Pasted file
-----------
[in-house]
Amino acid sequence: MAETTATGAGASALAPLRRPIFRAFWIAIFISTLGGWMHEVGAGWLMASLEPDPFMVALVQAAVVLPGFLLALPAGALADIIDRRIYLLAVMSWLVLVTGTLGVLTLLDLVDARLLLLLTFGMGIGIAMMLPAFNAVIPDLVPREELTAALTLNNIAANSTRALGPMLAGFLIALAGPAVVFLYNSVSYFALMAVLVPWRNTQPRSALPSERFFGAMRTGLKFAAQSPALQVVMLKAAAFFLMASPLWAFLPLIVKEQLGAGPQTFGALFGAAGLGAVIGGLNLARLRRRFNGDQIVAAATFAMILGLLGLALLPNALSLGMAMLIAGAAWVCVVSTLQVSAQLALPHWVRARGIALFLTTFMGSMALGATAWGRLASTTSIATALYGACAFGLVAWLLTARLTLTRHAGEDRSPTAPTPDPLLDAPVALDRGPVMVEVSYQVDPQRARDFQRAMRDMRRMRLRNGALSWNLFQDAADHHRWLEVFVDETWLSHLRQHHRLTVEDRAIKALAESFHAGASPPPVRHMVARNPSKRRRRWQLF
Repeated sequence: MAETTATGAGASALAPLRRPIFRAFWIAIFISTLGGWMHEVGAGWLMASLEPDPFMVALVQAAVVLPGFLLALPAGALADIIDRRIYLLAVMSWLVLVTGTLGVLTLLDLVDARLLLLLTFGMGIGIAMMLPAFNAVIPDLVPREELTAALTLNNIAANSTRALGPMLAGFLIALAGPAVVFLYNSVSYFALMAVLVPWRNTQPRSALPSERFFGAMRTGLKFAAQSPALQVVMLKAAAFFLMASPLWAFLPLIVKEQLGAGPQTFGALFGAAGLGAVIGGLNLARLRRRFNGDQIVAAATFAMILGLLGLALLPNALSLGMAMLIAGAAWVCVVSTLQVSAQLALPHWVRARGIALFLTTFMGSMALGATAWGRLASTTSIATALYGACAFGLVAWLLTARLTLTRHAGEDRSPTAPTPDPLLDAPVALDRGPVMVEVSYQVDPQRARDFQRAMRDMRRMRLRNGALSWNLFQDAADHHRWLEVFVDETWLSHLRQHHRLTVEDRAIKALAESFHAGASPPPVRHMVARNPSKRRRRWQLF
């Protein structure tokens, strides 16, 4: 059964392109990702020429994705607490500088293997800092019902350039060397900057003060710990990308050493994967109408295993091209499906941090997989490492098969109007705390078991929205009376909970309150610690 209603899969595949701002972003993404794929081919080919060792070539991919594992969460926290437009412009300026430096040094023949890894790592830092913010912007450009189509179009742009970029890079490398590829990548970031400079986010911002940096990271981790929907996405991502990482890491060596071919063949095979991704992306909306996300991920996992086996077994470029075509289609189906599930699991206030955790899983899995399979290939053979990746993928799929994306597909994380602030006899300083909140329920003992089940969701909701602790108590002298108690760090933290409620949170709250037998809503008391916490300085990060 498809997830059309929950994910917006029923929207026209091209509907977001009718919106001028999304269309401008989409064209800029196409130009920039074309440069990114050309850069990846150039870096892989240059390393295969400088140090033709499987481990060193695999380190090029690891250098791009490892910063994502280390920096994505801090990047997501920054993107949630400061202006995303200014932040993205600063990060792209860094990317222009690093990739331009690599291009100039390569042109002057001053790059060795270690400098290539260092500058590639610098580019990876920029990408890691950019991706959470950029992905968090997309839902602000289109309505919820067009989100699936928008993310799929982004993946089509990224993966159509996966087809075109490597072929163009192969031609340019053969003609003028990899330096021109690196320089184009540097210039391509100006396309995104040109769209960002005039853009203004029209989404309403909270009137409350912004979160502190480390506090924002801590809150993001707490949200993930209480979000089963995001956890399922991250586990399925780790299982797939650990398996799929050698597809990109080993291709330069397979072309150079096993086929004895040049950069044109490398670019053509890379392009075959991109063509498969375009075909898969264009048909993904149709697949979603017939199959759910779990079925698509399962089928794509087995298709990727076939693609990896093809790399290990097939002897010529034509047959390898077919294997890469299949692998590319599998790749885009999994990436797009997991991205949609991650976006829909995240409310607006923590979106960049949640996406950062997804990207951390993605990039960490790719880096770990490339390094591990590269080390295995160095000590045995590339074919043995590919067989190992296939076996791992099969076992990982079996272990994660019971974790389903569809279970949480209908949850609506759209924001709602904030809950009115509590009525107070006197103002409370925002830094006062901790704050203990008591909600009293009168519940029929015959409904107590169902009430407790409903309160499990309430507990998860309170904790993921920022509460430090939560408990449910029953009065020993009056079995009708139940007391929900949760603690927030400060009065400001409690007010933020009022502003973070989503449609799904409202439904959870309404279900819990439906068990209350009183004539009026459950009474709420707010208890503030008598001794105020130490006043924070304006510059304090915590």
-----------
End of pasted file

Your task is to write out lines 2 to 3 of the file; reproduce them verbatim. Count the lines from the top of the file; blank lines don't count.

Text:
Amino acid sequence: MAETTATGAGASALAPLRRPIFRAFWIAIFISTLGGWMHEVGAGWLMASLEPDPFMVALVQAAVVLPGFLLALPAGALADIIDRRIYLLAVMSWLVLVTGTLGVLTLLDLVDARLLLLLTFGMGIGIAMMLPAFNAVIPDLVPREELTAALTLNNIAANSTRALGPMLAGFLIALAGPAVVFLYNSVSYFALMAVLVPWRNTQPRSALPSERFFGAMRTGLKFAAQSPALQVVMLKAAAFFLMASPLWAFLPLIVKEQLGAGPQTFGALFGAAGLGAVIGGLNLARLRRRFNGDQIVAAATFAMILGLLGLALLPNALSLGMAMLIAGAAWVCVVSTLQVSAQLALPHWVRARGIALFLTTFMGSMALGATAWGRLASTTSIATALYGACAFGLVAWLLTARLTLTRHAGEDRSPTAPTPDPLLDAPVALDRGPVMVEVSYQVDPQRARDFQRAMRDMRRMRLRNGALSWNLFQDAADHHRWLEVFVDETWLSHLRQHHRLTVEDRAIKALAESFHAGASPPPVRHMVARNPSKRRRRWQLF
Repeated sequence: MAETTATGAGASALAPLRRPIFRAFWIAIFISTLGGWMHEVGAGWLMASLEPDPFMVALVQAAVVLPGFLLALPAGALADIIDRRIYLLAVMSWLVLVTGTLGVLTLLDLVDARLLLLLTFGMGIGIAMMLPAFNAVIPDLVPREELTAALTLNNIAANSTRALGPMLAGFLIALAGPAVVFLYNSVSYFALMAVLVPWRNTQPRSALPSERFFGAMRTGLKFAAQSPALQVVMLKAAAFFLMASPLWAFLPLIVKEQLGAGPQTFGALFGAAGLGAVIGGLNLARLRRRFNGDQIVAAATFAMILGLLGLALLPNALSLGMAMLIAGAAWVCVVSTLQVSAQLALPHWVRARGIALFLTTFMGSMALGATAWGRLASTTSIATALYGACAFGLVAWLLTARLTLTRHAGEDRSPTAPTPDPLLDAPVALDRGPVMVEVSYQVDPQRARDFQRAMRDMRRMRLRNGALSWNLFQDAADHHRWLEVFVDETWLSHLRQHHRLTVEDRAIKALAESFHAGASPPPVRHMVARNPSKRRRRWQLF